Ian Fleming’s first James Bond novel, “Casino Royale,” appeared in 1953, and Jack Higgins’s “The Eagle Has Landed” — about a Nazi plot to kidnap Churchill — came out in 1975. In the two decades between these two famous books, the British thriller dominated English-language adventure fiction. It was, as those of a certain age know, a particularly blissful time to be a youthful reader, especially if you were a teenage boy in a small, provincial town, where nothing ever seemed to happen.
As Mike Ripley writes in “Kiss Kiss, Bang Bang” — the title derives from a phrase used by Fleming to characterize his 007 novels — these books dealt in color and excitement and provided escape from England’s gray post-World War II years of austerity. Their heroes regularly confronted Nazis, ex-Nazis and proto-Nazis, the secret police of any and all communist countries and a variety of “super-rich and power-mad villains, traitors, dictators, rogue generals, mad scientists, secret societies” and “ruthless businessmen.” They were seldom books that asked “Whodunit?” but rather “How will the hero ever manage to survive?” As Ripley notes, a thriller is usually about a conspiracy rather than a crime.
Even now, their titles ring with a distinctly masculine poetry: “The Guns of Navarone,” “The Ipcress File,” “From Russia With Love,” “The Rose of Tibet,” “The Spy Who Came in From the Cold,” “The Day of the Jackal,” “The Pass Beyond Kashmir.” Their authors — in the above, Alistair MacLean , Len Deighton, Fleming, Lionel Davidson, John le Carré, Frederick Forsyth and Berkely Mather — were nearly always male and had usually served in the war or worked as journalists or spies. Moreover, by the time of Fleming’s early death in 1964, there were dozens of fictional secret agents hoping to outdo James Bond, including Adam Hall’s unstoppable Quiller, Peter O’Donnell’s sexy Modesty Blaise and James Munro’s John Craig, hero of “The Man Who Sold Death,” a superb thriller now largely forgotten — though not by me.
A longtime reviewer as well as a crime novelist himself, Ripley writes with breezy, infectious enthusiasm. As he announces in his introduction:
“There will be little, if any, discussion of heroic mythology, social individualism, the atemporality of the appeal of the thriller, the symbiotic relationship between hero and conspiracy, or genre theory. Those debates are left to others on the ground that, to paraphrase E.B. White: dissecting a thriller is like dissecting a frog — few people are really interested and the frog dies.”
For the most part, Ripley doesn’t linger over writers who made their mark before the Second World War, even if they continued to publish into the 1950s and beyond. Consequently, you will find only passing allusions to Graham Greene (“This Gun for Hire”), Eric Ambler (“A Coffin for Dimitrios”) or Geoffrey Household (“Rogue Male”). Far more valuably, Ripley reminds us of titles meriting rediscovery. At the back of my copy of “Kiss Kiss, Bang Bang” I’ve scribbled a list of some I’ll be looking for: Desmond Bagley’s “High Citadel,” Alan Williams’s “Snake Water,” Peter Van Greenaway’s “The Man Who Held the Queen to Ransom and Sent Parliament Packing,” Victor Canning’s “The Rainbird Pattern,” Francis Clifford’s “The Grosvenor Square Goodbye” and Brian Callison’s “A Flock of Ships.” This last was acclaimed by MacLean as “the best war story I have ever read. ” Like many of the others, it has recently been reissued by Ostara Publishing.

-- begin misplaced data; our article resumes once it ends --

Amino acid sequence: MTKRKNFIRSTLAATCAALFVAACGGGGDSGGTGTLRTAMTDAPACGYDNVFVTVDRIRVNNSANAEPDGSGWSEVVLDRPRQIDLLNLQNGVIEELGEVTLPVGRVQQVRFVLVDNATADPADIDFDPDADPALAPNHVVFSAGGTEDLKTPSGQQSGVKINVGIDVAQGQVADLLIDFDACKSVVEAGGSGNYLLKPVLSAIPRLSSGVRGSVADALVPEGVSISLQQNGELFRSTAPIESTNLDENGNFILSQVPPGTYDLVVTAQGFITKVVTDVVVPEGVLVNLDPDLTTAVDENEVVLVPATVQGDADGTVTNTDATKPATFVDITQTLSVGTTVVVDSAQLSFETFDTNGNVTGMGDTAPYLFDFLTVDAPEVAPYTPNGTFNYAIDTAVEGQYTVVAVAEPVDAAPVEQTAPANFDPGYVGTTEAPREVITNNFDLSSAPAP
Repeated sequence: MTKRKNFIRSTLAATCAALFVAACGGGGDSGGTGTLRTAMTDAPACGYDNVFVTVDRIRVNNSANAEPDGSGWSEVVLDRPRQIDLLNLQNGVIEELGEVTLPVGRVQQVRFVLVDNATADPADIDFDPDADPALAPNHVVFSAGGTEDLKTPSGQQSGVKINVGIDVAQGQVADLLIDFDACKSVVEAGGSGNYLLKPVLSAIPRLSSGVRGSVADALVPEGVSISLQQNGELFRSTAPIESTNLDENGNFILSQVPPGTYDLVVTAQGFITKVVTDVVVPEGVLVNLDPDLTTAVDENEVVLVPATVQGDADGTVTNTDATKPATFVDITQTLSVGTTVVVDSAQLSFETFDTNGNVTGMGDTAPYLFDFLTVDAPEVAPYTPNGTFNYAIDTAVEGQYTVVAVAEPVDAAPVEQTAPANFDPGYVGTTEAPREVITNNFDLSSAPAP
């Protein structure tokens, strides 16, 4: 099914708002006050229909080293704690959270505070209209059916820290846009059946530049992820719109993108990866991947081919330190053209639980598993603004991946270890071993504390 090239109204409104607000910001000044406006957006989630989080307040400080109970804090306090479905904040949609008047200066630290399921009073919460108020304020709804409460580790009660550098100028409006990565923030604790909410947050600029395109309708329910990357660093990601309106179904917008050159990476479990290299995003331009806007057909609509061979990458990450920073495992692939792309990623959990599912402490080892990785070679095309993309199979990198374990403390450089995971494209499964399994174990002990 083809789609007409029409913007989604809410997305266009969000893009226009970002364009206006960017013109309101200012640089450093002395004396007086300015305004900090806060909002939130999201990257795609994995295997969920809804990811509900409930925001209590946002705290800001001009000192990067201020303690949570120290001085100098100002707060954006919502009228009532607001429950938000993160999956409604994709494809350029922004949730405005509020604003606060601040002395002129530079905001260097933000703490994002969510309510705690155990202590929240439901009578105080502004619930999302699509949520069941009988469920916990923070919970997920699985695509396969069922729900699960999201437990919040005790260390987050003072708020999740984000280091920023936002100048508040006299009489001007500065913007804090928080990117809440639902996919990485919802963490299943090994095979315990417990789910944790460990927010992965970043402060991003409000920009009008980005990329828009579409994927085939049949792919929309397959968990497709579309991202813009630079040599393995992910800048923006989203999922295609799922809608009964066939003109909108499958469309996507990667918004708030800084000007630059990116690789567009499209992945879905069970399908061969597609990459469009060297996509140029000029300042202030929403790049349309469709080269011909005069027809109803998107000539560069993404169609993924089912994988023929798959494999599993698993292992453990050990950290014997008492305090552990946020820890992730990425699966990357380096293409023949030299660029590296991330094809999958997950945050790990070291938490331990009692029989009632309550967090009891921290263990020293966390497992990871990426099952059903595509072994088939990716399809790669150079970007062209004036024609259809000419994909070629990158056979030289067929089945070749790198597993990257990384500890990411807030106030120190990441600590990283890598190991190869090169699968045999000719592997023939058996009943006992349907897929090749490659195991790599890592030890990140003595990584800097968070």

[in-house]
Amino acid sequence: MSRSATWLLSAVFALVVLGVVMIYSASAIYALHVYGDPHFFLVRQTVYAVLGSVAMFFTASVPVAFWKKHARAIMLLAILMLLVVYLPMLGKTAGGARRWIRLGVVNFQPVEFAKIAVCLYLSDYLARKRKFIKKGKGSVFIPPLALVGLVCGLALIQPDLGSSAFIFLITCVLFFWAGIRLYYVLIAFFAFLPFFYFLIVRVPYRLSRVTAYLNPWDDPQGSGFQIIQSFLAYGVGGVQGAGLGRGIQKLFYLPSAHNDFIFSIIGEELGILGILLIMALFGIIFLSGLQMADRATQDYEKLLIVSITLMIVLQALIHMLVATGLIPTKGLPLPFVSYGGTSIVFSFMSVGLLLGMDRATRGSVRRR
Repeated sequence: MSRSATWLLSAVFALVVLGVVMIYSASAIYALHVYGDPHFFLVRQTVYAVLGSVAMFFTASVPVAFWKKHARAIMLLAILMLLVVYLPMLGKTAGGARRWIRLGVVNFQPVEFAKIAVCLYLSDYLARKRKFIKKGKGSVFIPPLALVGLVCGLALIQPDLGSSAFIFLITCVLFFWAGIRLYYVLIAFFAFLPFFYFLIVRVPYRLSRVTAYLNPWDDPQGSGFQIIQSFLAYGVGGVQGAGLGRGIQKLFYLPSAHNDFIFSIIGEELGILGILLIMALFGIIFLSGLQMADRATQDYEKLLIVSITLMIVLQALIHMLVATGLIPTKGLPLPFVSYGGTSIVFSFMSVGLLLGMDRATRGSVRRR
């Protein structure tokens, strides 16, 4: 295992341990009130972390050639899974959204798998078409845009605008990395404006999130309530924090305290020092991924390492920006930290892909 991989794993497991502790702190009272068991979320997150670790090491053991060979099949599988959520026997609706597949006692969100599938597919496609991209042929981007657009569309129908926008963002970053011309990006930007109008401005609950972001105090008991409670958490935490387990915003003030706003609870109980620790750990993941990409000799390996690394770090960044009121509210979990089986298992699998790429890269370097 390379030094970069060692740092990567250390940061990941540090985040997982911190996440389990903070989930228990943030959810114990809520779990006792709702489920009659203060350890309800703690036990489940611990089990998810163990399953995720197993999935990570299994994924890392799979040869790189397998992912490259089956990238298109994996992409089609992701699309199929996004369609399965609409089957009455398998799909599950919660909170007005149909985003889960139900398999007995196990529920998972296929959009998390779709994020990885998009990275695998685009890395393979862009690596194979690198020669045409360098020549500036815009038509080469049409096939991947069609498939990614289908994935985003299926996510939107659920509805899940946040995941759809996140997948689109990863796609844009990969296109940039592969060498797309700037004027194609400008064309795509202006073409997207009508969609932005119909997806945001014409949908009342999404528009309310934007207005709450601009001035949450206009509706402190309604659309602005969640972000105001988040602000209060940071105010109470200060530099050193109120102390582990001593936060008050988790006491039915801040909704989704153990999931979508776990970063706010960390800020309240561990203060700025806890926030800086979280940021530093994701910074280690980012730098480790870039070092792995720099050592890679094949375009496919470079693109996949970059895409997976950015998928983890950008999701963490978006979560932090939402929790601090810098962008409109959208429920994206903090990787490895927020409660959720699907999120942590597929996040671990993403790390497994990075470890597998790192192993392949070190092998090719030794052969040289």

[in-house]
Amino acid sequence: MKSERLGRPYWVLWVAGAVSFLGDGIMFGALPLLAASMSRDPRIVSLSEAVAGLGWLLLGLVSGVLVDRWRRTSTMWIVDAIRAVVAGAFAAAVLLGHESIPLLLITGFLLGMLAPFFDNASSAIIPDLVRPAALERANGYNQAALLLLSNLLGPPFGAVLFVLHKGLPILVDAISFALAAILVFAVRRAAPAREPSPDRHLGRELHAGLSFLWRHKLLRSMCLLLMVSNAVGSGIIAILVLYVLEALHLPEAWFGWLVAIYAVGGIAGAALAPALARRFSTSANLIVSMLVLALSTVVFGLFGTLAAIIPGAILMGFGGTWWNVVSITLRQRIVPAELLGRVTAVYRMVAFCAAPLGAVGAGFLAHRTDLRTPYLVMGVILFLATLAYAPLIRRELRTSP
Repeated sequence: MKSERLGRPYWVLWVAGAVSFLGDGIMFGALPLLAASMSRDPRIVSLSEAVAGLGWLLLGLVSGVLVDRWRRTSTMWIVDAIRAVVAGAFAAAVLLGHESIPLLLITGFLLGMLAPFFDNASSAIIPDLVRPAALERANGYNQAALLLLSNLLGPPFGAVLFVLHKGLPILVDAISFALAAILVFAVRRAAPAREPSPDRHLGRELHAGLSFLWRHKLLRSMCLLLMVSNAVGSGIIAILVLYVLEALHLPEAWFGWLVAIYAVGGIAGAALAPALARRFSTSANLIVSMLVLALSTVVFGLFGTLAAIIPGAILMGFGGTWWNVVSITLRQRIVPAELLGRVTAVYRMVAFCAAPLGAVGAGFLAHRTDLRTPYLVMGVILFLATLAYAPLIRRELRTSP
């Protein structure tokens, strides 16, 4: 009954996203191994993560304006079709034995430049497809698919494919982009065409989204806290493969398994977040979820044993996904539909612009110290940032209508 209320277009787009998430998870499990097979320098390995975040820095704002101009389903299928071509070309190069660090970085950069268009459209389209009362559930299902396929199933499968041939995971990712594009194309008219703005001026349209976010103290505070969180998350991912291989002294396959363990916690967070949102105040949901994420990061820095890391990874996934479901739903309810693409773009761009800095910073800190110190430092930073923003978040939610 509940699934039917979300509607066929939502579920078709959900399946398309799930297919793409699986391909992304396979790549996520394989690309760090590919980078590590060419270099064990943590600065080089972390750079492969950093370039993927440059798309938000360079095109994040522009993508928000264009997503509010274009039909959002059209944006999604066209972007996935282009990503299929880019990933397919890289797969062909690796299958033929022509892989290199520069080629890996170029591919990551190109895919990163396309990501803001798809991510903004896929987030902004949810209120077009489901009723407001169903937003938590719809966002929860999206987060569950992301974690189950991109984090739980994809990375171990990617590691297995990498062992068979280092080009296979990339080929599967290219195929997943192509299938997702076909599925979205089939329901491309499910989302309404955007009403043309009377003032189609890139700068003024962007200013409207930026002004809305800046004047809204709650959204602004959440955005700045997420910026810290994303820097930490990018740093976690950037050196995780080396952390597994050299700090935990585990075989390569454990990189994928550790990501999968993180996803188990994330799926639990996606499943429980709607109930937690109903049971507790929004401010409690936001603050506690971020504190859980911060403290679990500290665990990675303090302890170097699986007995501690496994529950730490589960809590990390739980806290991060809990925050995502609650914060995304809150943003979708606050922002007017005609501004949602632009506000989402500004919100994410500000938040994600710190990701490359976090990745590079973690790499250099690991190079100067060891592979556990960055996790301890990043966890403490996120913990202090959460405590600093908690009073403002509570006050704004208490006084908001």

Ripley usefully distinguishes between spy fantasies and spy fiction: James Bond and SPECTRE on the one hand, George Smiley and the Circus on the other. He points out books that shy away from sex, such as Hammond Innes’s sea stories, and those that stress the glamour or perils of faraway places. He examines the rise of fictional moles after the defection of traitors Guy Burgess and Donald Maclean, eventually followed by the even more notorious Kim Philby. He also reminisces about the popularity of Berlin as a setting for intrigue and calculates that 1966 was the high water mark for spy films, with 22 released that year in the United Kingdom.
Above all, though, Ripley conveys something of why these books are exciting. Adam Hall’s Quiller “neither drinks nor smokes, only works alone, and takes on the most dangerous missions for the Bureau, a very shadowy part of British Intelligence, confident that he has a security rating of ‘9’ meaning he is reliable under torture. He knows firearms and ballistics, though never carries a gun. He knows unarmed combat, but also sleep-mechanisms, psychotropic drugs, fast-driving techniques, G-forces in jet aircraft, and the personality patterns of suicides. . . . The reader is never in doubt that Quiller is always in danger, never off-duty, and never relaxed.”
In his last chapter, “Endgame,” Ripley briefly glances at modern American thrillers: Donald Hamilton’s Matt Helm series, the beautifully written spy fiction of Charles McCarry, Robert Littell’s award-winning “The Defection of A.J. Lewinter” and, least of all, Robert Ludlum’s international bestsellers, starting with “The Scarlatti Inheritance.”
More than 125 pages of appendixes then provide short biographical appreciations of individual authors, ranging from the world-famous, such as Dick Francis, to those who should be better known, including John Blackburn, Gavin Lyall and Anthony Price.
While “Kiss Kiss, Bang Bang” obviously provides a nostalgic walk down memory lane, it is also, as Lee Child says in his foreword, “a catch-up manual,” a guide to books worth reading, or rereading, today. Still, for a survey of British thrillers, why is its back-cover art — a Robert McGinnis painting of a gorgeous woman and a ruggedly handsome tough guy — taken from an American private-eye novel by Robert Kyle?
Michael Dirda reviews books for The Washington Post every Thursday.
By Mike Ripley
HarperCollins. 448 pp. $27.99